After Syria and Iraq had gained their independence, the Kurdish national movement faced the alliance of these four states. One of the most detrimental effects of the division is that the territory of Kurdistan is surrounded by these four dividing states, i.e. by enemy forces. The Kurds have no connections with the outside world, either via land or sea. It is very difficult to set up contacts with the outside world. Even if friendly forces did exist which wanted to help the Kurds from the outside, there are no routes or points of access through which this support could reach Kurdistan directly. If the Kurdish national movement begins an armed rebellion in any of the parts of Kurdistan, it therefore requests a neighboring country to provide the necessary base areas or logistic support. But this neighboring country is still one of the four states that hold another part of Kurdistan in its control. None of them is interested in a Kurdish victory. These states merely play the Kurdish card against each other when they have problems with one another from time to time. This makes the Kurdish question, which is already complicated enough, even more complicated. Such relations are extremely problematic for the Kurdish national movement and occasionally bring Kurdish organizations into a situation where they are fighting against one another.
Aside from this, the Kurdish national movement has never received any substantial international support. The basic reason for this is that large and small states that are not directly involved in this issue put their own interests in the foreground and do not want to take a position that is opposed to the four states of the region (Turkey, Iraq, Iran, and Syria).

What Is the Solution?
The Kurdish national movement has not been successful, for all of the reasons named above. On the other hand, the four states in question have not succeeded in their efforts to melt down the Kurds through assimilation or to eliminate them. On the contrary, Kurdish national consciousness has strengthened from year to year, overcome certain feudal obstacles, and acquired the character of a mass movement. The Kurdish national movement has organized itself and now includes all social classes and levels. Kurds in the various parts of Kurdistan have moved closer together. In all of these countries, Kurdish resistance has grown stronger; in the three largest parts of Kurdistan it has taken on the form of armed resistance which it has simply been impossible to eradicate.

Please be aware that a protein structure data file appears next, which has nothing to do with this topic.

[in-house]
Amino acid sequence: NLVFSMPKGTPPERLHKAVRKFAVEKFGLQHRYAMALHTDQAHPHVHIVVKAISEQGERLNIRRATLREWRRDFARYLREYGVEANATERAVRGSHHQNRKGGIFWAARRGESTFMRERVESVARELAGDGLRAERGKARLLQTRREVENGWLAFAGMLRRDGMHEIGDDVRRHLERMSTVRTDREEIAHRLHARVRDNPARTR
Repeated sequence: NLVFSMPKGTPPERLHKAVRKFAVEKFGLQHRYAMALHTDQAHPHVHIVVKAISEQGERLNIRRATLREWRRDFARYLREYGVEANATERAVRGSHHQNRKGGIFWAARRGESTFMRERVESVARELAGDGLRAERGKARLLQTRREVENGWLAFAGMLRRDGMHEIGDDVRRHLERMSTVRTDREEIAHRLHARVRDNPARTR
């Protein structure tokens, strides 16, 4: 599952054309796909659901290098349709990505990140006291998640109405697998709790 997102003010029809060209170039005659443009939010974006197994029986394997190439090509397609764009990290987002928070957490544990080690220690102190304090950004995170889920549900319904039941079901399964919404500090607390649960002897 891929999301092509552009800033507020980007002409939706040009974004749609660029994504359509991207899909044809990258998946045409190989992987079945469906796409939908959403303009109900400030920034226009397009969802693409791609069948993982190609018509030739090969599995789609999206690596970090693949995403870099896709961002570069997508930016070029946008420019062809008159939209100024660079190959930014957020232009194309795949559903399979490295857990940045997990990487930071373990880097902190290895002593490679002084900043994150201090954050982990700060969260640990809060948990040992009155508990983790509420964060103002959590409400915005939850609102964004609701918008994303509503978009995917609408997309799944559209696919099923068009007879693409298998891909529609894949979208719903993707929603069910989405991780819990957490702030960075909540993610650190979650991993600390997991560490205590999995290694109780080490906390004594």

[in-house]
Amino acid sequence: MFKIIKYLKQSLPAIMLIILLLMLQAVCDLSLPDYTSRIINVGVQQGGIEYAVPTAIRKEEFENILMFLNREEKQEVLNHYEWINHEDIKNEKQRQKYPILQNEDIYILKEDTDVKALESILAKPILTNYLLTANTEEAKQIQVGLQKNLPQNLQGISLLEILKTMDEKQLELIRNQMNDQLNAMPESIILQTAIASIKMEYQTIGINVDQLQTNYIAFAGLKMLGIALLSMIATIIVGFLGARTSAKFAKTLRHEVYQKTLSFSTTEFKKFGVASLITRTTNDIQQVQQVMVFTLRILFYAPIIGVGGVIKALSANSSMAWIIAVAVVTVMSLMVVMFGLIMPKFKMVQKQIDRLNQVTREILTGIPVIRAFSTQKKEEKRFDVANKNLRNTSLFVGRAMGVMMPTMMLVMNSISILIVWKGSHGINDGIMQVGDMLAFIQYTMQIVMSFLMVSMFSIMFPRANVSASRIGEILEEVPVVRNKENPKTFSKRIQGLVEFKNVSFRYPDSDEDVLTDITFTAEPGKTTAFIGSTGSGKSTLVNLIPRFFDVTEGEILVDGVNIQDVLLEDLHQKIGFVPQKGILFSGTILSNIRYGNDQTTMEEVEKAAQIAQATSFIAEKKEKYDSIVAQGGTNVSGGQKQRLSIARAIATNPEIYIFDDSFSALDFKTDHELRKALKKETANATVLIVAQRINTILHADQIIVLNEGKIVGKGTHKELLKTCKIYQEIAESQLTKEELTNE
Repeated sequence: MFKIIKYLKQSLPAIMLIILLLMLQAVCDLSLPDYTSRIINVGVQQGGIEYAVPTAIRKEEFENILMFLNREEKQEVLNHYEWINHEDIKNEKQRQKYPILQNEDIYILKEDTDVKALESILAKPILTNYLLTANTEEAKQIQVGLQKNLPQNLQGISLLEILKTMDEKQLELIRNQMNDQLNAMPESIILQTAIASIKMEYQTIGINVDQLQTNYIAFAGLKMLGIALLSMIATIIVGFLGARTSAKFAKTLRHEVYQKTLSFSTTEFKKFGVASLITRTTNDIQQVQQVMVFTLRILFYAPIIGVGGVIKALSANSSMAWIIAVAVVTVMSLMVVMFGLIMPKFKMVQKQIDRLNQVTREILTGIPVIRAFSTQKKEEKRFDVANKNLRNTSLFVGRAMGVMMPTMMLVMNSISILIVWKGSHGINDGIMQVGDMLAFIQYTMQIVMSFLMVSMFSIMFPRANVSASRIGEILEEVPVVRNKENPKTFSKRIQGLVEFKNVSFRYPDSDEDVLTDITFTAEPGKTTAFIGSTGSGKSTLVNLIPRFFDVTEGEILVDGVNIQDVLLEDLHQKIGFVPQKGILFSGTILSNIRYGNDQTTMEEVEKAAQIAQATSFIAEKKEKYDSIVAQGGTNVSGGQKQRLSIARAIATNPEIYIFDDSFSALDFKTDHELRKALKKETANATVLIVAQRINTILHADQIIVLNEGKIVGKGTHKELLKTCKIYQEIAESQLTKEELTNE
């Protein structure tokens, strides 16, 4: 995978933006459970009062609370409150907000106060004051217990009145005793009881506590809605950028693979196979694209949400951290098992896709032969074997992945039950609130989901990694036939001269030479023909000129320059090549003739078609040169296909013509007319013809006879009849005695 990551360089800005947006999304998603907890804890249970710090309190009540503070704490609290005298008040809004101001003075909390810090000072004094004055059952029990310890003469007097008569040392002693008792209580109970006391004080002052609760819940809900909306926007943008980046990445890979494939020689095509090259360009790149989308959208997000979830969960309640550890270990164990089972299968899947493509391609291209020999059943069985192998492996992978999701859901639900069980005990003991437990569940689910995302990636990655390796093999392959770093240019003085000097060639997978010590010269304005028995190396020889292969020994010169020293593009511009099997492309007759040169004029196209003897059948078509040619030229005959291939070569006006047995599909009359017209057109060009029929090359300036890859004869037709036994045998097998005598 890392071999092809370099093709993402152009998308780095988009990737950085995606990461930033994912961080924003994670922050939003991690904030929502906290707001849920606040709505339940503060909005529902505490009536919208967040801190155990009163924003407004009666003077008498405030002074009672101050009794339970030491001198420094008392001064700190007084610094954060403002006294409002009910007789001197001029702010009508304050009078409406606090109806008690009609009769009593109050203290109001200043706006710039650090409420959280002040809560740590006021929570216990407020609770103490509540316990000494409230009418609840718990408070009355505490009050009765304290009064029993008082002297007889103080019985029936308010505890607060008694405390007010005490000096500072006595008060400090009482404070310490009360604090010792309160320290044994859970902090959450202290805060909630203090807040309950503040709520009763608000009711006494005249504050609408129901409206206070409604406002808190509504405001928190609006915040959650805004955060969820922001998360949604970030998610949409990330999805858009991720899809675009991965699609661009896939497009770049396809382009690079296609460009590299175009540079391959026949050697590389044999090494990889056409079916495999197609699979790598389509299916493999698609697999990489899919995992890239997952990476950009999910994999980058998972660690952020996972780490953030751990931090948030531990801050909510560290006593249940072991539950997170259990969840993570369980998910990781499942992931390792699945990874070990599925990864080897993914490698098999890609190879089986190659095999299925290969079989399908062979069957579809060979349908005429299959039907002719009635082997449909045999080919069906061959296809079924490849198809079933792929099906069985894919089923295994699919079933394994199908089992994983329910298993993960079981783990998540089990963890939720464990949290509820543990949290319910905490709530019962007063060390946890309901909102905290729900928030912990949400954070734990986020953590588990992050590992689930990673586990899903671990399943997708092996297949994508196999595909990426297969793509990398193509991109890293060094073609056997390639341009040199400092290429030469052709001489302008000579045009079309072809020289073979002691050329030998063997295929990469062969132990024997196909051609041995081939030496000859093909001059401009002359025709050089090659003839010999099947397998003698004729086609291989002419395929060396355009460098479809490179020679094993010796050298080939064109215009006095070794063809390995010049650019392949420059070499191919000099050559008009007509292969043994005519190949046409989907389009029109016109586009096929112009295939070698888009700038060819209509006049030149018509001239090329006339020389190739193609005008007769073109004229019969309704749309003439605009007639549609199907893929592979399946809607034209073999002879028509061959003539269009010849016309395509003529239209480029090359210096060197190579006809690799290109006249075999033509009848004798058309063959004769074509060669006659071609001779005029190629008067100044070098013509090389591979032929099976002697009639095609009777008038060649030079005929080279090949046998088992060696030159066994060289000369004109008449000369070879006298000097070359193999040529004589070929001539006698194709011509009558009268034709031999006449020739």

It has also cost the oppressive countries dearly to deny Kurdish identity, deprive Kurds of their rights, and implement a policy of oppression against them. The governments of Turkey, Iraq, and Iran are compelled to wage continual war. This war consumes their financial resources and costs them human lives. In this respect Iraq, which has to deal with a de facto partition, is the most interesting example. But the situation in Turkey is no more rosy than it is in Iraq.
For Turkey, the policy of oppression against the Kurds is the greatest obstacle to democracy and domestic peace. One of the main causes of the frequent military coups in Turkey is the Kurdish question. The dirty war that has been waged for 11 years against the Kurdish people is consuming resources. Turkey's direct expenditures for the war amount to between 8 and 10 billion US dollars annually. The economy of Kurdistan has been totally crippled; agriculture, trade, and animal husbandry have collapsed.